Reclamation has recognized the need to make meaningful progress in constructing authorized rural water projects, even amid severe pressure on Reclamation's budget across nearly all program areas. At the levels provided in the 2016 budget, and without additional non-federal funding, progress would be made toward project completion, but some of the currently authorized projects would be completed much later, perhaps not until well after 2063, despite close to $4.0 billion being invested by that time. In fact, it is estimated that, as of 2063, an outstanding balance of approximately $1.1 billion would remain to complete construction of currently authorized projects.

Across the country, state, local, and Tribal governments are taking a greater leadership role in water resources investments, including financing projects the federal government would have in the past. Constrained federal budgets do not preclude the ability of non-federal parties to move forward with important investments in water resources infrastructure and the Department stands ready to support that effort, even with the additional resources made available through S. 1365.

S. 1365 would create a dedicated Reclamation Rural Water Construction and Settlement Implementation Fund in the United States Treasury comprised of monies that would otherwise be deposited into the Reclamation Fund established by the first section of the Act of June 17, 1902 (32 Stat. 388, chapter 1093). This funding source would afford earlier completion of authorized water projects and would enable the payment of compensation associated with authorized Indian water rights settlements. Section 103(c) of the bill provides that the bill's cost would be offset so as to not increase the deficit. The Department supports such language. However, even if an equivalent and acceptable offset is identified, use of those funds must be weighed against other priorities across the federal government, including deficit reduction.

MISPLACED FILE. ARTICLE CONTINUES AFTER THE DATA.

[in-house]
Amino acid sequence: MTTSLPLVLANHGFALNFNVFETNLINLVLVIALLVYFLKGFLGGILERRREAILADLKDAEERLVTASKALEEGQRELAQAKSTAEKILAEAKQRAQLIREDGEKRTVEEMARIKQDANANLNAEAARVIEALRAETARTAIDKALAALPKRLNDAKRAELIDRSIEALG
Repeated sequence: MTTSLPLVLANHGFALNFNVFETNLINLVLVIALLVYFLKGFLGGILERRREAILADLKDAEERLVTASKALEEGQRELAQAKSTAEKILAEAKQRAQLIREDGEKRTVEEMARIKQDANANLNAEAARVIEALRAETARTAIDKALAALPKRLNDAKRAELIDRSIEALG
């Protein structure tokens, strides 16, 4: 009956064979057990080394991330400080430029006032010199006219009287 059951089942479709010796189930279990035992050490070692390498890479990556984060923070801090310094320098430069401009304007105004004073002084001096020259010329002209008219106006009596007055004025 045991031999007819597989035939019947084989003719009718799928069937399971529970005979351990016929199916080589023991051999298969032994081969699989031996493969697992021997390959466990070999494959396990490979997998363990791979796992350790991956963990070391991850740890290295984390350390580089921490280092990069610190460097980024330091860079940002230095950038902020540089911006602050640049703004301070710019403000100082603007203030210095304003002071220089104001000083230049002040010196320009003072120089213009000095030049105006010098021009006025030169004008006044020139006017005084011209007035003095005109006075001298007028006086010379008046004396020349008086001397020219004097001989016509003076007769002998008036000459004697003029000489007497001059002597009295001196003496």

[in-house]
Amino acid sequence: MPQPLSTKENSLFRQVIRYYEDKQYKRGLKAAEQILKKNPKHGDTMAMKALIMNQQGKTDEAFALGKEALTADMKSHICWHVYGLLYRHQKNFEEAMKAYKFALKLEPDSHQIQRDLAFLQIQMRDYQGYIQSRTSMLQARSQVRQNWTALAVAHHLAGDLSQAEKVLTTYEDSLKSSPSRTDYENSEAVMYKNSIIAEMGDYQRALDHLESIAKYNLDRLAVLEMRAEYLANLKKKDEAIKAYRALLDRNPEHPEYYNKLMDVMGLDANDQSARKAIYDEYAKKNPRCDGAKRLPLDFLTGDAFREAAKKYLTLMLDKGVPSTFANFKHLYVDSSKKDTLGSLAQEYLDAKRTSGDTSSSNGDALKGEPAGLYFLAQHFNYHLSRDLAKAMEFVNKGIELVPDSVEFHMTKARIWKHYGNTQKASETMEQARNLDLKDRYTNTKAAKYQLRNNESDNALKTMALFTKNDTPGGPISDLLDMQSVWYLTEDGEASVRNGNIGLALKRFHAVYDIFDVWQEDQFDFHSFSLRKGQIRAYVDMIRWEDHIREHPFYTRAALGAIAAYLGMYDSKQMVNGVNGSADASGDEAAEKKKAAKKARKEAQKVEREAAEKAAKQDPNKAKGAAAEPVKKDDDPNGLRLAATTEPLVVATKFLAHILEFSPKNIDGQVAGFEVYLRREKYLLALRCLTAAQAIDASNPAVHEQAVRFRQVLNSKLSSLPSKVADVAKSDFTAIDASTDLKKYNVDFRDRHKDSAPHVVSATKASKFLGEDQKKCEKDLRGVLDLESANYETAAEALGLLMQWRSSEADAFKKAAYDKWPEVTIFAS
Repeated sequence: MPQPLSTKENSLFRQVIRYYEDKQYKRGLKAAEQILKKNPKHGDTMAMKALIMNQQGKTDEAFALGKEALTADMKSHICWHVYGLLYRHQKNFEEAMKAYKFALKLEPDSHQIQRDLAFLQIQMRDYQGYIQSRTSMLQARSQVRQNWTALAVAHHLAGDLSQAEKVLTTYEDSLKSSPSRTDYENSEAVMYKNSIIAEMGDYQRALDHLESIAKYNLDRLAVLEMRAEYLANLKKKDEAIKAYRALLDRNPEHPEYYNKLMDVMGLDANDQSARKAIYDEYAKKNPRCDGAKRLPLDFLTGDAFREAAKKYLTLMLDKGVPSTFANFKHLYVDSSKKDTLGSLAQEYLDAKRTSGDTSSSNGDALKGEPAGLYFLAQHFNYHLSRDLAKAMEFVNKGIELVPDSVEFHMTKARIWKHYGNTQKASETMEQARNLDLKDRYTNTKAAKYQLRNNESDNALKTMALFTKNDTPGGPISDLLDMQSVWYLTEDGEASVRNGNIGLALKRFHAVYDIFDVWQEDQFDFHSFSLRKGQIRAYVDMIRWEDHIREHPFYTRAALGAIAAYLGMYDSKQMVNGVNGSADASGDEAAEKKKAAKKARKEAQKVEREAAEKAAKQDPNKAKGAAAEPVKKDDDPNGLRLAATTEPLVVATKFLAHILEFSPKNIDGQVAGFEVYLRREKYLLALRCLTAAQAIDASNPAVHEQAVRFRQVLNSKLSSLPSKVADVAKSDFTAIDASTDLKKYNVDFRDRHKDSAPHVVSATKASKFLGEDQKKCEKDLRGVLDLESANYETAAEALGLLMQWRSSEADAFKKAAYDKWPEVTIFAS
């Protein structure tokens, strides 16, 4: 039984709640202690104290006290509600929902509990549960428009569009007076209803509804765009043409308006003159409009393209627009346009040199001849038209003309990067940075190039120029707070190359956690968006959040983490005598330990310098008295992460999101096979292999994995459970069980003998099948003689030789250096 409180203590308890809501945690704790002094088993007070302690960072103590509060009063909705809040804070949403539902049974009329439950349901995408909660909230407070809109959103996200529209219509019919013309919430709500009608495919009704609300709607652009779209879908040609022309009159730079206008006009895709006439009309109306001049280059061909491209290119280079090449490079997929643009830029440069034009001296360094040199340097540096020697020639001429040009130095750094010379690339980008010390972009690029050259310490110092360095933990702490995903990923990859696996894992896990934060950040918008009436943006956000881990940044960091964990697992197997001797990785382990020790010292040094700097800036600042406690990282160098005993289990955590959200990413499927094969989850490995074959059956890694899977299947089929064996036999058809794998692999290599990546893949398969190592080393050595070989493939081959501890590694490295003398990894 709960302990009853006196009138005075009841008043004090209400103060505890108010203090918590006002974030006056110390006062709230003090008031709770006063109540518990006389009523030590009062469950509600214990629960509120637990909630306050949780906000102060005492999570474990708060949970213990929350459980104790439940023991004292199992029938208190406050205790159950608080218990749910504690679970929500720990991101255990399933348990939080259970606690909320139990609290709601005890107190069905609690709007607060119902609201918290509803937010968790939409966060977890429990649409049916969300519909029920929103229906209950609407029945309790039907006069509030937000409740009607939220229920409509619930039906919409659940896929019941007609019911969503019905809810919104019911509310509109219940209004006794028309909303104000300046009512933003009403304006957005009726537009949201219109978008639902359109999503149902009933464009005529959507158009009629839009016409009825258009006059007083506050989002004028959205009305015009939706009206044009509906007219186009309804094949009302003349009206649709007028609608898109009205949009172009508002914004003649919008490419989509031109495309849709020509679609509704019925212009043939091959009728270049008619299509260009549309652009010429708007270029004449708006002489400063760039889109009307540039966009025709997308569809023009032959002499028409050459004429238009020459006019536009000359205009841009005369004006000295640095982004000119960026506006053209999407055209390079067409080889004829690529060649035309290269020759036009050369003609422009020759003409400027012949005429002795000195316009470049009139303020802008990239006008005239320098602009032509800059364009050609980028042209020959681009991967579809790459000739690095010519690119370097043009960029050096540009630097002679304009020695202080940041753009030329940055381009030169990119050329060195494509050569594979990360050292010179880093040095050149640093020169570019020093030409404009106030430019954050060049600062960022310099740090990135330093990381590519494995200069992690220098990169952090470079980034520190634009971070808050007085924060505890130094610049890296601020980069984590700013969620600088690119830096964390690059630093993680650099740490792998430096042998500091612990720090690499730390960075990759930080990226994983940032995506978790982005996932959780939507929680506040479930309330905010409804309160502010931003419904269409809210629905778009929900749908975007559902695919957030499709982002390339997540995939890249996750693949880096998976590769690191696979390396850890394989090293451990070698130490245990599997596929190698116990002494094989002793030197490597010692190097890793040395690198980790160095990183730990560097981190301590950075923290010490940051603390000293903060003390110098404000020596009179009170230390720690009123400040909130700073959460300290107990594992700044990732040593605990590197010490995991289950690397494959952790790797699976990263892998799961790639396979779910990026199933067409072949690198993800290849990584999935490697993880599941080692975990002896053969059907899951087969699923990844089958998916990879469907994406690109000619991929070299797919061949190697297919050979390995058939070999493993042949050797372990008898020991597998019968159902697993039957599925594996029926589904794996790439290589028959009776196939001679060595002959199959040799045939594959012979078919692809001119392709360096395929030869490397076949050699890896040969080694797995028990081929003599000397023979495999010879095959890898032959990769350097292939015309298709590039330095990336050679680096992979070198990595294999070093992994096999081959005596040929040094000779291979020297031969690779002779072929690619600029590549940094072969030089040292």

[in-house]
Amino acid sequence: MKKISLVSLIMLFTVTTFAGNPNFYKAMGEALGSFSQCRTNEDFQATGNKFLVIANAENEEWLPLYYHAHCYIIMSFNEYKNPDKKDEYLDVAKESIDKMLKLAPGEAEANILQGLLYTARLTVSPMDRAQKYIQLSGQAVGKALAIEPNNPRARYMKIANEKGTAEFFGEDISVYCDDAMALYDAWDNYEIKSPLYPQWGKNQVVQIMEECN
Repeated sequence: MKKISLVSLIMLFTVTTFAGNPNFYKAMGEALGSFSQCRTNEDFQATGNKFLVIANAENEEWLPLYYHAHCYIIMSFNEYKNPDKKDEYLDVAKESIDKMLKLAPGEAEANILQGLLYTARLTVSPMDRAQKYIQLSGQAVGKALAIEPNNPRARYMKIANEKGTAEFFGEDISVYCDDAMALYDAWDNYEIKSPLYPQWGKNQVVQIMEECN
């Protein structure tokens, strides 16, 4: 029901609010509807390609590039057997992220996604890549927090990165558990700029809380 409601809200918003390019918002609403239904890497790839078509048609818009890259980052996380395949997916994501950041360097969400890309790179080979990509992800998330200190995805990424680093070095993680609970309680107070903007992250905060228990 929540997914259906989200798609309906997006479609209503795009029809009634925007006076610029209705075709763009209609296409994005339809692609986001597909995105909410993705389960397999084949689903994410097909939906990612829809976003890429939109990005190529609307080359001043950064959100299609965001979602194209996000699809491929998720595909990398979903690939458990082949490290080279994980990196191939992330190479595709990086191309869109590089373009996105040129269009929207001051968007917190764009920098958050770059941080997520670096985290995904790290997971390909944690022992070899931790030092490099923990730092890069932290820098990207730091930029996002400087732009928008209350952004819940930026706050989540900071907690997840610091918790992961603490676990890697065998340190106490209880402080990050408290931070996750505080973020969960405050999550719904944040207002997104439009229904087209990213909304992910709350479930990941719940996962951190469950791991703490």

Section 103 of S. 1365 provides that, for each fiscal year from 2015 through 2035, $115,000,000 per year will be deposited into the Fund in addition to interest earned on invested money that is available in the Fund but not utilized for the current withdrawal. Section 104(c) of S. 1365 limits expenditures from fiscal year 2015 through 2035 from the Fund to not more than $115,000,000 in addition to interest accrued in that same fiscal year, with an allowance for the use of funds carried over from prior years. The bill further divides the total figure of $115 million between the two accounts – $80 million for the Rural Water Project Account, and $35 million for the Reclamation Infrastructure and Settlement Implementation Account.